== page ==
“When I talk to patients, I focus on more than just how they will feel and look physically after losing the weight, but also how it will make them healthier. Most of the people I see have medical problems that are not going to improve over time unless they make a significant change,” says Dr. Archer.
What are the different types of bariatric surgery?
There are numerous weight loss procedures. The two most common are gastric sleeve surgery and gastric bypass. Dr. Archer says both options have similar long-term outcomes. Gastric bypass is generally recommended over the sleeve gastrectomy in patients who have insulin-dependent diabetes or severe acid reflux.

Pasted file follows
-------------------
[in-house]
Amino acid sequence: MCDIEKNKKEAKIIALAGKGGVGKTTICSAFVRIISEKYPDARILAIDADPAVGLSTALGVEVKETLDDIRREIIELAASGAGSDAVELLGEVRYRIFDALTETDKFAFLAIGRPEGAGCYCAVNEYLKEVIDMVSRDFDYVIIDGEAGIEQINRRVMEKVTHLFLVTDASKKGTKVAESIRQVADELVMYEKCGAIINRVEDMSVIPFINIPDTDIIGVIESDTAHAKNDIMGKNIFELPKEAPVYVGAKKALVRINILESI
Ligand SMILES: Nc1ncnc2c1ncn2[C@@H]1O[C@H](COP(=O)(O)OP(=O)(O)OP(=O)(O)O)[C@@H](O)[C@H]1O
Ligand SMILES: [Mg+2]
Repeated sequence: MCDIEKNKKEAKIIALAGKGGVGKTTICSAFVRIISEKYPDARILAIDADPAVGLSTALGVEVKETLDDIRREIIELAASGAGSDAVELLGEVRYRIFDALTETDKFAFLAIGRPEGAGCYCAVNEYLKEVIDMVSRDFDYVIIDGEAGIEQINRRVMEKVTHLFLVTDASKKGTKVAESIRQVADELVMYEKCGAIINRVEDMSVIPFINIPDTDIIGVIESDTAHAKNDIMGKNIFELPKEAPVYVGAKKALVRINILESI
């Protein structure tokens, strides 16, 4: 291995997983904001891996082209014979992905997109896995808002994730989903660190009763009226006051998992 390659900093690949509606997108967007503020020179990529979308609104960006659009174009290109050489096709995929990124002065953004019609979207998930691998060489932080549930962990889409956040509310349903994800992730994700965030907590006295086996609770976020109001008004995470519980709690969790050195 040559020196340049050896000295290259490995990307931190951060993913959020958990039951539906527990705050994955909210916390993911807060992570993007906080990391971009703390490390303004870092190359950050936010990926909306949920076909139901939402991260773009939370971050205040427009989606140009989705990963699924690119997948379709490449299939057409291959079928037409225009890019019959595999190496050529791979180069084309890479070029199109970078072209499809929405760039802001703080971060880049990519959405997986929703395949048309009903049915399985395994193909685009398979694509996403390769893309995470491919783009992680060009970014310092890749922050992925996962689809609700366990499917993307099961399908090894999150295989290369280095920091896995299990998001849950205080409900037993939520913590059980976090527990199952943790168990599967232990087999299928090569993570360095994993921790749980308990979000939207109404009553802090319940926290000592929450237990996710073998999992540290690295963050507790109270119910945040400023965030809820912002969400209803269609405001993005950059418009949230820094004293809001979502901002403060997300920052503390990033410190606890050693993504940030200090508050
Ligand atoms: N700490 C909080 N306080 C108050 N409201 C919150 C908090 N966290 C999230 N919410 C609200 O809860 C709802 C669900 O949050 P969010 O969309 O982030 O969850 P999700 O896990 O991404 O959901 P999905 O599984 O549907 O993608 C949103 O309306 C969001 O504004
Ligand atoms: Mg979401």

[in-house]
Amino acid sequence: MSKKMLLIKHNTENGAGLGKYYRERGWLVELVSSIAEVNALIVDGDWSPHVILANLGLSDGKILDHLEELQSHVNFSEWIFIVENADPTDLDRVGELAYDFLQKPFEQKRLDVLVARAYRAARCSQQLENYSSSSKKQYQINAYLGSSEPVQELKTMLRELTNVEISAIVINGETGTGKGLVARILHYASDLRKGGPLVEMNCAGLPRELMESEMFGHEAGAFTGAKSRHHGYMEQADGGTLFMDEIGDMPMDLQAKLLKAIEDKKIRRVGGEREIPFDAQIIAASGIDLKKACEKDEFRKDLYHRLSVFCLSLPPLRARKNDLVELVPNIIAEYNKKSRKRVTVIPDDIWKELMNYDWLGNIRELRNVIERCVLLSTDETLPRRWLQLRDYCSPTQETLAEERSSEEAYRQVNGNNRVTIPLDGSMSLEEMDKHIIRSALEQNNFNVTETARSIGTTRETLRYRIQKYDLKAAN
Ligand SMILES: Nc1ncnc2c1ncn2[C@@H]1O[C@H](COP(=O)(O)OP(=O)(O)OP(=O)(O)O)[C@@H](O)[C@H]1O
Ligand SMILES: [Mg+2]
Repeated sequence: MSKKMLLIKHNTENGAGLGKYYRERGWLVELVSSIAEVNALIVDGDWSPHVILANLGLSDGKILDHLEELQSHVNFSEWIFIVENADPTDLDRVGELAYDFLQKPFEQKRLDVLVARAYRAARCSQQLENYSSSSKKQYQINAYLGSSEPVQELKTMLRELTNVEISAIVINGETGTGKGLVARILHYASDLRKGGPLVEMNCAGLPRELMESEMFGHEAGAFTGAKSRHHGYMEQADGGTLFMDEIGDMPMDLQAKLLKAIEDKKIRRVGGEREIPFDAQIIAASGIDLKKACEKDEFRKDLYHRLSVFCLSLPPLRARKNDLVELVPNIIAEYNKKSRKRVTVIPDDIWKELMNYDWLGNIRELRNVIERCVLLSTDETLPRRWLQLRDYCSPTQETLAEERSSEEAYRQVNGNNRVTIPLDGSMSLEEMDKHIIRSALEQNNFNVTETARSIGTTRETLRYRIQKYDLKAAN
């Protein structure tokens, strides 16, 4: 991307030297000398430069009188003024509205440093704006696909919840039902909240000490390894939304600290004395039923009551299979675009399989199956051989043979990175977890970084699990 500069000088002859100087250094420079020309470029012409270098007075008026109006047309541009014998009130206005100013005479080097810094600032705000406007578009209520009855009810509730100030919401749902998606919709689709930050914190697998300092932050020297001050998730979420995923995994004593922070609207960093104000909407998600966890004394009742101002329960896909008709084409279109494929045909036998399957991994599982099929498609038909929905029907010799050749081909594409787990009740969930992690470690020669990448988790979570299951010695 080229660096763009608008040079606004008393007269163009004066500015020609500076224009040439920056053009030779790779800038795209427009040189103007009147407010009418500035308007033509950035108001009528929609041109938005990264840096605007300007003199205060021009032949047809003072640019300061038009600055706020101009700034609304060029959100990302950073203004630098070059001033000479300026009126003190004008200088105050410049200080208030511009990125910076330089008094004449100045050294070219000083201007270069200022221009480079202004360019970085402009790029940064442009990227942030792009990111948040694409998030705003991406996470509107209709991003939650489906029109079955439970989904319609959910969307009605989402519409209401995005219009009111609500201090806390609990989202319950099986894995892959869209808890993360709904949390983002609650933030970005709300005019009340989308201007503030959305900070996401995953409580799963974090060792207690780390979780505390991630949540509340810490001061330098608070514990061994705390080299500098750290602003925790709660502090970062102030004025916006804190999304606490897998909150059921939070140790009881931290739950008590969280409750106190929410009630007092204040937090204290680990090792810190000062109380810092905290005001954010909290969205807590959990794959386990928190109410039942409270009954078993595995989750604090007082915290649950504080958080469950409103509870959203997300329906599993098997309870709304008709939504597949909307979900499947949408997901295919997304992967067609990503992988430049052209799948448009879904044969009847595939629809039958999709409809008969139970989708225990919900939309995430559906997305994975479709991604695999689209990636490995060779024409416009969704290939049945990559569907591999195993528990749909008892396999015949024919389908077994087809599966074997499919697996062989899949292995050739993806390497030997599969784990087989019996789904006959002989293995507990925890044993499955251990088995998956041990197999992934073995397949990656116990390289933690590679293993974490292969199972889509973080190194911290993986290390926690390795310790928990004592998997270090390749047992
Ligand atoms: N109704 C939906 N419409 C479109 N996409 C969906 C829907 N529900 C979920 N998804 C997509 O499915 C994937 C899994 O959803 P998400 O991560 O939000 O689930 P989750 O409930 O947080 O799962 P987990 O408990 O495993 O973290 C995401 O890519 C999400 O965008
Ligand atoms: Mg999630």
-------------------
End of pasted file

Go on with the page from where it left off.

- In gastric sleeve surgery, nearly 80 percent of the stomach is removed. The remaining section is narrowed and shaped into a small sleeve. Dr. Archer says patients typically lose about 70 percent of their excess body weight. For example, if you weigh 250 pounds, and your normal baseline weight should be 150 pounds, you can expect to lose approximately 70 pounds. This may not get you to your target weight, but it is a great improvement for your overall health.
- Gastric bypass is a type of surgery that changes how the stomach and intestines absorb the food you eat. During the procedure, a part of the stomach, about the size of an egg, is sectioned off and made into a small pouch. The new stomach is then connected to a portion of the small intestine. This allows the food to bypass a large part of the stomach and intestine so less of it is absorbed. Dr. Archer explains most individuals lose between 60 – 70 percent of their body weight after gastric bypass surgery.